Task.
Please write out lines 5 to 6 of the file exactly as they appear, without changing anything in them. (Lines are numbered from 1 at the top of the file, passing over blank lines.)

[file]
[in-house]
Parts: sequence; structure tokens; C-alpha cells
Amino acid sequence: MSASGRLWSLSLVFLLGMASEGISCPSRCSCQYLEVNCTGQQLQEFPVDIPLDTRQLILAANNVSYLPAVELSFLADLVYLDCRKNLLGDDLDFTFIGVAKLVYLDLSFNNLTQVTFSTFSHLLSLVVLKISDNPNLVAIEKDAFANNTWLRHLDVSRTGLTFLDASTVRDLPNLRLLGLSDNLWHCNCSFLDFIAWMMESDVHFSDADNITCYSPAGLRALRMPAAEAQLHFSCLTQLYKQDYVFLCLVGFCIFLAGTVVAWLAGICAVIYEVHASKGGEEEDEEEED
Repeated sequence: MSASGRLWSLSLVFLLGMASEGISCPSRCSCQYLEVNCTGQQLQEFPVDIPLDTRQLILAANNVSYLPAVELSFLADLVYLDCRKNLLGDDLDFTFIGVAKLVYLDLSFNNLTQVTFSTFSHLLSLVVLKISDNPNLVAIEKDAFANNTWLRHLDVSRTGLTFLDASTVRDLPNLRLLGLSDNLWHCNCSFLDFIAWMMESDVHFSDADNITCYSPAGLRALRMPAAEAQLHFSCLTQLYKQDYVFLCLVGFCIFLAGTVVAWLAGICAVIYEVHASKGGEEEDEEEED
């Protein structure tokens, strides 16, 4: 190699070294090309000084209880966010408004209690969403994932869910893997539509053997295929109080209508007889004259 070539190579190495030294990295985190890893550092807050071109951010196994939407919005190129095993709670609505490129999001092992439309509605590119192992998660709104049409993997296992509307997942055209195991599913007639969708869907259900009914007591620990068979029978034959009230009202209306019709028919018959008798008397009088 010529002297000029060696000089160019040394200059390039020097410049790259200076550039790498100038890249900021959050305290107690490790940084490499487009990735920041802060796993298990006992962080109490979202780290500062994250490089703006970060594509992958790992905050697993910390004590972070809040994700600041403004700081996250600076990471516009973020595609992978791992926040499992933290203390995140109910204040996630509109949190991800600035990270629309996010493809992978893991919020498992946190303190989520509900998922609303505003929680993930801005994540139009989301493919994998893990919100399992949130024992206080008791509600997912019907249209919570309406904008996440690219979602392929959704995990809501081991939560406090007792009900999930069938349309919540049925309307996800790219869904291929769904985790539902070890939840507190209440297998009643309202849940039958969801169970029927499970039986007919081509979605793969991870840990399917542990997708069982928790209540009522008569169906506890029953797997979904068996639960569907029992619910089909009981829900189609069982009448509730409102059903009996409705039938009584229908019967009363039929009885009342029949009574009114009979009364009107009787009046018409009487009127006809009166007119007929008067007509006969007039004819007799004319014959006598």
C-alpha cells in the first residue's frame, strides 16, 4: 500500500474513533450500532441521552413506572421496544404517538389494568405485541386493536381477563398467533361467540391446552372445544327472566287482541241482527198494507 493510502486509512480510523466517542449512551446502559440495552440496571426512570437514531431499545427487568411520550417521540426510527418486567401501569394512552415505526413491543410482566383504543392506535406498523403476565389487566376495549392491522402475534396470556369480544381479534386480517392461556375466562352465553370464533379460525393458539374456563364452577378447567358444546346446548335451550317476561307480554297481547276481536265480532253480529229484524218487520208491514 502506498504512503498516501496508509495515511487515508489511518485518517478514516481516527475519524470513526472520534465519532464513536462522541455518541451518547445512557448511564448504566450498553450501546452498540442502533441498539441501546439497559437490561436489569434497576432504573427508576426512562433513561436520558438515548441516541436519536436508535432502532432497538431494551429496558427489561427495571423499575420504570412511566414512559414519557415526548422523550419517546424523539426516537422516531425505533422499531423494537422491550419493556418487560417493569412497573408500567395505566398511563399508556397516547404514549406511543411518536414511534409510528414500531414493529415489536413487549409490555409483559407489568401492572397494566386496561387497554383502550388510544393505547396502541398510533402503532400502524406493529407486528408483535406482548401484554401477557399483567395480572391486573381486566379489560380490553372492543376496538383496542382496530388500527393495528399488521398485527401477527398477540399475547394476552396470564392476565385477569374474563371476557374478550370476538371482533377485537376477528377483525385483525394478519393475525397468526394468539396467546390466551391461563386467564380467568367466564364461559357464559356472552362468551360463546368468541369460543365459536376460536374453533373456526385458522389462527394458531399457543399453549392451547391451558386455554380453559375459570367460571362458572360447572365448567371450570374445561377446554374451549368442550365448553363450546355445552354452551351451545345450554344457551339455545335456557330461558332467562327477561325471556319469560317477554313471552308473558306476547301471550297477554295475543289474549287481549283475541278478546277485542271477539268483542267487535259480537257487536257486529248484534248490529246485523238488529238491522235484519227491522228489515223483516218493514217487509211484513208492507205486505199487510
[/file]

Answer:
């Protein structure tokens, strides 16, 4: 190699070294090309000084209880966010408004209690969403994932869910893997539509053997295929109080209508007889004259 070539190579190495030294990295985190890893550092807050071109951010196994939407919005190129095993709670609505490129999001092992439309509605590119192992998660709104049409993997296992509307997942055209195991599913007639969708869907259900009914007591620990068979029978034959009230009202209306019709028919018959008798008397009088 010529002297000029060696000089160019040394200059390039020097410049790259200076550039790498100038890249900021959050305290107690490790940084490499487009990735920041802060796993298990006992962080109490979202780290500062994250490089703006970060594509992958790992905050697993910390004590972070809040994700600041403004700081996250600076990471516009973020595609992978791992926040499992933290203390995140109910204040996630509109949190991800600035990270629309996010493809992978893991919020498992946190303190989520509900998922609303505003929680993930801005994540139009989301493919994998893990919100399992949130024992206080008791509600997912019907249209919570309406904008996440690219979602392929959704995990809501081991939560406090007792009900999930069938349309919540049925309307996800790219869904291929769904985790539902070890939840507190209440297998009643309202849940039958969801169970029927499970039986007919081509979605793969991870840990399917542990997708069982928790209540009522008569169906506890029953797997979904068996639960569907029992619910089909009981829900189609069982009448509730409102059903009996409705039938009584229908019967009363039929009885009342029949009574009114009979009364009107009787009046018409009487009127006809009166007119007929008067007509006969007039004819007799004319014959006598």
C-alpha cells in the first residue's frame, strides 16, 4: 500500500474513533450500532441521552413506572421496544404517538389494568405485541386493536381477563398467533361467540391446552372445544327472566287482541241482527198494507 493510502486509512480510523466517542449512551446502559440495552440496571426512570437514531431499545427487568411520550417521540426510527418486567401501569394512552415505526413491543410482566383504543392506535406498523403476565389487566376495549392491522402475534396470556369480544381479534386480517392461556375466562352465553370464533379460525393458539374456563364452577378447567358444546346446548335451550317476561307480554297481547276481536265480532253480529229484524218487520208491514 502506498504512503498516501496508509495515511487515508489511518485518517478514516481516527475519524470513526472520534465519532464513536462522541455518541451518547445512557448511564448504566450498553450501546452498540442502533441498539441501546439497559437490561436489569434497576432504573427508576426512562433513561436520558438515548441516541436519536436508535432502532432497538431494551429496558427489561427495571423499575420504570412511566414512559414519557415526548422523550419517546424523539426516537422516531425505533422499531423494537422491550419493556418487560417493569412497573408500567395505566398511563399508556397516547404514549406511543411518536414511534409510528414500531414493529415489536413487549409490555409483559407489568401492572397494566386496561387497554383502550388510544393505547396502541398510533402503532400502524406493529407486528408483535406482548401484554401477557399483567395480572391486573381486566379489560380490553372492543376496538383496542382496530388500527393495528399488521398485527401477527398477540399475547394476552396470564392476565385477569374474563371476557374478550370476538371482533377485537376477528377483525385483525394478519393475525397468526394468539396467546390466551391461563386467564380467568367466564364461559357464559356472552362468551360463546368468541369460543365459536376460536374453533373456526385458522389462527394458531399457543399453549392451547391451558386455554380453559375459570367460571362458572360447572365448567371450570374445561377446554374451549368442550365448553363450546355445552354452551351451545345450554344457551339455545335456557330461558332467562327477561325471556319469560317477554313471552308473558306476547301471550297477554295475543289474549287481549283475541278478546277485542271477539268483542267487535259480537257487536257486529248484534248490529246485523238488529238491522235484519227491522228489515223483516218493514217487509211484513208492507205486505199487510